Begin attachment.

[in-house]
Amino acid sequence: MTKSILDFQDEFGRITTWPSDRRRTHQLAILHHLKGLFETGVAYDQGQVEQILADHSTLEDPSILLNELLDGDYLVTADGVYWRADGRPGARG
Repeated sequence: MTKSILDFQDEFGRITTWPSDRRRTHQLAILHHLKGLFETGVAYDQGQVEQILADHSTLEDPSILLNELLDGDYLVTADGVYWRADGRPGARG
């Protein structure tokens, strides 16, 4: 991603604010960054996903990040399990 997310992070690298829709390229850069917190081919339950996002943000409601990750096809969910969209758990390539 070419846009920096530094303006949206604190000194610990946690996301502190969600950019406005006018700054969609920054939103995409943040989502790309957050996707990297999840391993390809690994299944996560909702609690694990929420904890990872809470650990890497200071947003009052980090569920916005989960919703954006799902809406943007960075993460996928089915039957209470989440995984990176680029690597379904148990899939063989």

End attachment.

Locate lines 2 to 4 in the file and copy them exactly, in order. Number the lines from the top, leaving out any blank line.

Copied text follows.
Amino acid sequence: MTKSILDFQDEFGRITTWPSDRRRTHQLAILHHLKGLFETGVAYDQGQVEQILADHSTLEDPSILLNELLDGDYLVTADGVYWRADGRPGARG
Repeated sequence: MTKSILDFQDEFGRITTWPSDRRRTHQLAILHHLKGLFETGVAYDQGQVEQILADHSTLEDPSILLNELLDGDYLVTADGVYWRADGRPGARG
């Protein structure tokens, strides 16, 4: 991603604010960054996903990040399990 997310992070690298829709390229850069917190081919339950996002943000409601990750096809969910969209758990390539 070419846009920096530094303006949206604190000194610990946690996301502190969600950019406005006018700054969609920054939103995409943040989502790309957050996707990297999840391993390809690994299944996560909702609690694990929420904890990872809470650990890497200071947003009052980090569920916005989960919703954006799902809406943007960075993460996928089915039957209470989440995984990176680029690597379904148990899939063989």